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On the Spot: Stranded in Florence between Lufthansa and Vayama

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Her 'call to rebook' email from Vayama arrived after she was already back from Italy on a new ticket
The car rental agency made her late, Lufthansa said to rebook through Vayama, Vayama wasn't open...

Question: I recently returned from a trip booked through Kayak/Vayama and had a disturbing experience. Last month, we were to travel home from Florence, Italy, by way of Munich, Germany, where we would embark for Los Angeles. Because of problems at the rental car return, we were too late to board the flight. I was sent to Lufthansa customer service, which could not help me rebook because the flight was booked through a third party. I then called Vayama, which told me that they would put in a request for the rebooking but that because it was Sunday, the New York offices were closed and I would have to wait until they opened on Monday morning. This is a company that deals with international travel and closes on the weekends? My daughter and I were now stranded in Florence until Vayama could call me back Monday after 8 a.m. Eastern time, which would have been 2 p.m. Florence time. This would have eliminated Monday as a travel day. So I ended up buying return tickets ($3,200 for the two of us) on Lufthansa for Monday. On Tuesday morning I received an email, not a phone call, from Vayama saying that my booking change request had been received and that I could call them to make arrangements. This would have been Tuesday afternoon in Florence. I was already home. Can you believe this?

Suzanne Beck

Long Beach

Answer: Alas, I can believe all of this. There are so many issues with what happened to Beck that I'll have to address them and the lessons that each holds:

One: "I booked through Kayak/Vayama." Kayak is an aggregator that finds fares, rates, etc., and then brings them to your screen. Sometimes it offers an online travel agency; sometimes it sends you to an airline. Beck was offered Vayama, which deals with overseas travel.

Lesson: Make sure you know if you're dealing with a third party, and make sure you know who that third party is.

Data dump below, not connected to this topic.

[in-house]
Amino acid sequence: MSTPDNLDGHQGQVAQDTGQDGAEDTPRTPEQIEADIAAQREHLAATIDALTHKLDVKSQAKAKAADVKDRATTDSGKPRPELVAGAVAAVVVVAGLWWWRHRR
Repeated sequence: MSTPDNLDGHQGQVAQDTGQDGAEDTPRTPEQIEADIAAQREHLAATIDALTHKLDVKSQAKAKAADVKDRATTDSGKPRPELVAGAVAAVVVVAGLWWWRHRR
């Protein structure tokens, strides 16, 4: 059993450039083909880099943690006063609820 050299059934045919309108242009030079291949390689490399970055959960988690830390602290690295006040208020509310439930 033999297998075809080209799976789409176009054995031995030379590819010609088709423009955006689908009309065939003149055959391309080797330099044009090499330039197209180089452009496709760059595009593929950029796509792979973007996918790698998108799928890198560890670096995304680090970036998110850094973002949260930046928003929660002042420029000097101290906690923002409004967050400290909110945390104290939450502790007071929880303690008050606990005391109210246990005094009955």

Two: "Because of problems at the rental car return...." Beck told me in a later phone call that the rental car company tried to tell her the car was damaged. We increasingly hear stories about this scam.

Lesson: Make sure you have a copy of the rental car form that lists what damage is noted, but don't stop there. Take pictures of your car when you pick it up.

Three: "Lufthansa … could not help me rebook because the flight was booked through a third party."

Lesson: Airlines and online travel agencies, or OTAs, have a complex relationship that's not always beneficial to the customer. Let's say you buy a gallon of milk at a store. You get home and it's sour. The dairy has its money, so does it care? Probably not. Do you go to the dairy for a refund? No. You almost always have to return to the store or, in this case, Vayama.

Four: "Vayama … told me they would put in a request for the rebooking but that because it was Sunday, the New York offices were closed." Here's something Vayama apparently doesn't have: 24-hour customer service, although its website says it does. And here's something else Vayama doesn't have: New York offices, said David Rush, director of customer relations for Travix, the umbrella organization for several travel companies, including Vayama.

Lesson: I don't know what the lesson is here, except, um, don't deal with a company that makes up stuff. Why would a customer service representative say such a thing? Rush said the call center, which is in India, isn't as fully staffed on weekends. "My instinct is that the agents just didn't know what to do," he said. "They stood behind a policy as opposed to coming up with a resolution."

Beck, Rush and I agree on several important points: The Becks were late. It wasn't Vayama's fault that the flight closed. Once that flight closed, the Becks were listed as no-shows, and their tickets no longer had value.

Here's another interesting bit of info that I'm not sure the Becks knew; I certainly didn't. Vayama didn't own the ticket it sold them; another company did. Vayama "works with a variety of travel companies all over the world," Rush said. Many of those are consolidators or what Rush called "ethnic agencies" (also sometimes called "bucket shops").

You've seen them: They're in neighborhoods that are home to people who have connections to a country outside the U.S. Those agencies have a relationship with an airline or airlines that specialize in service to or from that region.

This may explain Lufthansa's willingness to wash its hands of the situation. The airline was a couple of degrees removed from the sale of the ticket.

There's one final point that Beck, Rush and I agree on: Vayama doesn't get good marks for customer service in this case. Rush told me he is still trying to sort things out. ("We don't absolve ourselves of responsibility," he said.)

Beck, meanwhile, is still out $3,200 but says she's not going to let that ruin what was a marvelous vacation (good for her).

As for me, I'm going to pay closer attention next time I use a travel aggregator such as Kayak (which I've used for years and will continue to use) to make sure I know who that man behind the curtain really is. If I suspect he's just some guy from Omaha trying to pretend he's great and powerful, I will get in my balloon and head for home.

 

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